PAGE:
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  1. Nefertiti's Avatar

    • Join Date: Sep 2007
    • Posts: 383
    #1

    a daydream person?

    Do you native speakers say, "he is a daydream person"?
    What does it mean?

    What about a 'day dreamer'? Does it sound better?

    Thanks

  2. bhaisahab's Avatar
    • Member Info
      • Native Language:
      • British English
      • Home Country:
      • England
      • Current Location:
      • Ireland

    • Join Date: Apr 2008
    • Posts: 25,596
    #2

    Re: a daydream person?

    Quote Originally Posted by Nefertiti View Post
    Do you native speakers say, "he is a daydream person"?
    What does it mean?

    What about a 'day dreamer'? Does it sound better?

    Thanks
    We would say, "He is a daydreamer." which means that he is someone who is lost in thought when he should, perhaps, be doing something else.

  3. Nefertiti's Avatar

    • Join Date: Sep 2007
    • Posts: 383
    #3

    Re: a daydream person?

    1. You may say I'm a dreamer.

    2. You may say I'm a daydreamer.

    What's the difference between the two?

    Thanks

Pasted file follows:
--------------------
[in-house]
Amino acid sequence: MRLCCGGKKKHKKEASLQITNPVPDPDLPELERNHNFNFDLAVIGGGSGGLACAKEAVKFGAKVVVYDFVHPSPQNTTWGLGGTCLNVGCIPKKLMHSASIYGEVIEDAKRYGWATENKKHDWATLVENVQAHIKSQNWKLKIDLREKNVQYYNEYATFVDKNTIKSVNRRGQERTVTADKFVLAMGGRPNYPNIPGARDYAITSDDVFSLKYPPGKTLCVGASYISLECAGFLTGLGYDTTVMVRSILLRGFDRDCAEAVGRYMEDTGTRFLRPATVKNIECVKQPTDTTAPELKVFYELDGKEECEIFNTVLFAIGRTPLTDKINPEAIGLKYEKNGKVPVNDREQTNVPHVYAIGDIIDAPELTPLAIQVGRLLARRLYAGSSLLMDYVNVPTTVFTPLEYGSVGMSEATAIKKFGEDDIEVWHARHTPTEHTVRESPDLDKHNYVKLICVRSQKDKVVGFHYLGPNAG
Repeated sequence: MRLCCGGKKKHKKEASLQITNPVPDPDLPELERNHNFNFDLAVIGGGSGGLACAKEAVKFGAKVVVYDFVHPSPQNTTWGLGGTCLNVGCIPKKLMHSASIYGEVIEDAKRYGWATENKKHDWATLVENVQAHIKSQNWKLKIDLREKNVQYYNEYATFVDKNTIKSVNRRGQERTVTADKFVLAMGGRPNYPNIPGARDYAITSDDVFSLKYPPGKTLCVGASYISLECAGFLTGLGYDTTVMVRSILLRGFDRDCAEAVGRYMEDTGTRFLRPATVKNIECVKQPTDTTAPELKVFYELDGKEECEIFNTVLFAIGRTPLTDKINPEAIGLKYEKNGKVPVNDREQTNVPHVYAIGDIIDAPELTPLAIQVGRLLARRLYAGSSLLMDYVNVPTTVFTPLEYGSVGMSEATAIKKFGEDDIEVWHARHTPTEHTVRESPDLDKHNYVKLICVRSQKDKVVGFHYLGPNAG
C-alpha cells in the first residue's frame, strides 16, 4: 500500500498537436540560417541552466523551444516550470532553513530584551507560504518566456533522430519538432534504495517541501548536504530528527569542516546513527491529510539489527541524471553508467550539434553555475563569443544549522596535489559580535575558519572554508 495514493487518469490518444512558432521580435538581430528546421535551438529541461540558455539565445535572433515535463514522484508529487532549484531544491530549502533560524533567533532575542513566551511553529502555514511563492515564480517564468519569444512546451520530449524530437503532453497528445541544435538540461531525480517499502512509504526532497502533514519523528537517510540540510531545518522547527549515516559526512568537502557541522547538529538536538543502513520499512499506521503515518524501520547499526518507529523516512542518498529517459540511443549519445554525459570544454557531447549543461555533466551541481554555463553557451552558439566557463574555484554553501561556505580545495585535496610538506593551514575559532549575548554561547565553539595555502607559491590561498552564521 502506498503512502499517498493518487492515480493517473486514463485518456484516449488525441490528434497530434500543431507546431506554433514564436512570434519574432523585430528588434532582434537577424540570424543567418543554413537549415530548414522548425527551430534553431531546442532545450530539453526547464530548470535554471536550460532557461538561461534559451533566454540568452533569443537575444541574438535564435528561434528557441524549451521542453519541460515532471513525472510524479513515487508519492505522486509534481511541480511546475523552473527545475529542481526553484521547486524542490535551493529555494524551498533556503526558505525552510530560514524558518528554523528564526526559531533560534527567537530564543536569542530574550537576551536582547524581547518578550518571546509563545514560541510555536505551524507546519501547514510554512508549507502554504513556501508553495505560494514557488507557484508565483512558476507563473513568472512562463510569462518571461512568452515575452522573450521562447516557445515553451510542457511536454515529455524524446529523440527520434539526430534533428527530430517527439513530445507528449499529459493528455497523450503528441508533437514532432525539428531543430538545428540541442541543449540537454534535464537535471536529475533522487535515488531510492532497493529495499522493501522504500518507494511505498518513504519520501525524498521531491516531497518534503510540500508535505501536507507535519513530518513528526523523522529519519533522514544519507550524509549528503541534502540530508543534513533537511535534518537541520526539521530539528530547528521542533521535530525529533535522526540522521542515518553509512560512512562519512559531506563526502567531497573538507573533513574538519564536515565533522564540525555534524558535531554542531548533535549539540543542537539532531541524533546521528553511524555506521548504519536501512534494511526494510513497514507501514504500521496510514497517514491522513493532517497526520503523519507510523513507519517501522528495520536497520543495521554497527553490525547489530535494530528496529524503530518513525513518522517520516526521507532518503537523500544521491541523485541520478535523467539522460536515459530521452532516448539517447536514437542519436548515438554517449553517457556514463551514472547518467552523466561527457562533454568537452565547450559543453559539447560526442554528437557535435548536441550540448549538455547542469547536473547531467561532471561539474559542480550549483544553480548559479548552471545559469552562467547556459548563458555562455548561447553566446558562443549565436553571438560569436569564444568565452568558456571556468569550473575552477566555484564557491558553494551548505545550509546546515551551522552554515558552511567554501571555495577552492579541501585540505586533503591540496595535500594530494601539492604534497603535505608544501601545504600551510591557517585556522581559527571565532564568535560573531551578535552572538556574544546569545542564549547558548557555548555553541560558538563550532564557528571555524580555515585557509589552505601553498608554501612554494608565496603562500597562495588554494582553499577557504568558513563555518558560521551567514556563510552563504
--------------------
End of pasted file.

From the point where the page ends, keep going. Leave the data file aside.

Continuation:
• Member Info
      • Native Language:
      • Telugu
      • Home Country:
      • India
      • Current Location:
      • India

    • Join Date: Apr 2008
    • Posts: 140
    #4

    Re: a daydream person?

    Quote Originally Posted by Nefertiti View Post
    1. You may say I'm a dreamer.
    One who dreams
    2. You may say I'm a daydreamer.
    A dream like effect while awake
    What's the difference between the two?

    Thanks
    `

  4. bhaisahab's Avatar
    • Member Info
      • Native Language:
      • British English
      • Home Country:
      • England
      • Current Location:
      • Ireland

    • Join Date: Apr 2008
    • Posts: 25,596
    #5

    Re: a daydream person?

    Quote Originally Posted by Nefertiti View Post
    1. You may say I'm a dreamer.

    2. You may say I'm a daydreamer.

    What's the difference between the two?

    Thanks
    They mean more or less the same.

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